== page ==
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The Story of a Woman Entrepreneur from Kashmir

Kashmiri society is patriarchal and the region is marred by conflict. The people need role models who can teach them how to survive and to thrive, despite constant adversity and turbulence. 

Sanna Masood, the CEO of the post-harvest department of the vertical farming group Farm2U, is a refreshing role model. She smashes the “conservative society” stereotypes of her land and gives hope and strength to the valley’s farmers and women simultaneously.

Her current company has brought a phenomenal change in the practice of cultivation, storage and trade of Kashmiri apples. It also provides expertise and infrastructure assistance to women who want to cultivate high-density orchids in the state through innovative credit models, extensive handholding and technical support.

In a society where self-expression and power are usually reserved for men, it’s hard to imagine a woman as a change-maker in the professional space. But Sanna is trying to sow the seeds of enterprise in Kashmiri women. 

After graduating in biotechnology, Sanna pursued an MBA. She started her professional life with FabIndia Overseas Pvt. Ltd and has ever since been working in the “empowerment sector”. At FabIndia, she oversaw capacity-building and business development for 17 artisan-owned supplier companies across India. After a fruitful stint there, she returned to Kashmir fired by the thought of accomplishing something similar with her own community.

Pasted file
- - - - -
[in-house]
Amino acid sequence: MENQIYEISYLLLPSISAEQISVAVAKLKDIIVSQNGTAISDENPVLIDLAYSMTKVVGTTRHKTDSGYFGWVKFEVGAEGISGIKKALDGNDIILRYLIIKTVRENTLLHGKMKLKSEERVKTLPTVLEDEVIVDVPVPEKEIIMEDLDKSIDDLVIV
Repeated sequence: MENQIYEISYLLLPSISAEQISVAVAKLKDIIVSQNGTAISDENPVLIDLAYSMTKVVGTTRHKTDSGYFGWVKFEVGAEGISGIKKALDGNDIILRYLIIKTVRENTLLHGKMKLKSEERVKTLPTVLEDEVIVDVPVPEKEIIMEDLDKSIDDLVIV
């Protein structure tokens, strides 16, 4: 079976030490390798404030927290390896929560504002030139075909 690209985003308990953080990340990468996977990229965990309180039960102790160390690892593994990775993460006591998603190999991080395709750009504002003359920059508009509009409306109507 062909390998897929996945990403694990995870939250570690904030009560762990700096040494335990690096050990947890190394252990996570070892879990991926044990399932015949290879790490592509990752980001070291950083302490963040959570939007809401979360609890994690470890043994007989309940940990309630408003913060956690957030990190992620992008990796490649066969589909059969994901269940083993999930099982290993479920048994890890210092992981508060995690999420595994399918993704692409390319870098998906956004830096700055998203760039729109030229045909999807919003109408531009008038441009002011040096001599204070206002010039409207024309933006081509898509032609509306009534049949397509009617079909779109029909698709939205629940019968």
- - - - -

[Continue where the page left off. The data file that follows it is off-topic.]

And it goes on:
She first formulated the business strategy to provide specialized lending and microfinance services to the small farmers and craftsmen of Kashmir at the Jammu & Kashmir (J&K) bank. Then she contributed as a consultant to the Indian National Trust For Art and Cultural Heritage (INTACH) – J&K Chapter. She later created the state’s first organic herb garden and orchard. This opened new avenues of economic growth in the valley, such as the promotion of medicinal and aromatic plant cultivation through sustainable agriculture.

In 2012, Sanna started her own venture SEED to stimulate sustainable economic and ecological development in the state. It was the first women’s farmer collective in Anantnag district and comprised 70 members. The idea was to cultivate high-altitude medicinal plants. Unfortunately, the 2014 floods ruined the entire project and made it impossible to start from scratch.

This did not dampen Sanna’s spirits though. After all, the average Kashmiri has to endure many hardships during their lifetime. Sanna Masood’s resolve to keep working to empower women and Kashmiris is fueled by a spirit against adversity. As the CEO of Farm2U group, she continues to help women, farmers and craftspeople in the valley live a life of self-reliance with a progressive attitude. Against all odds.

Author: Apoorva Agrawal (act)


23.11.2018 | 13:29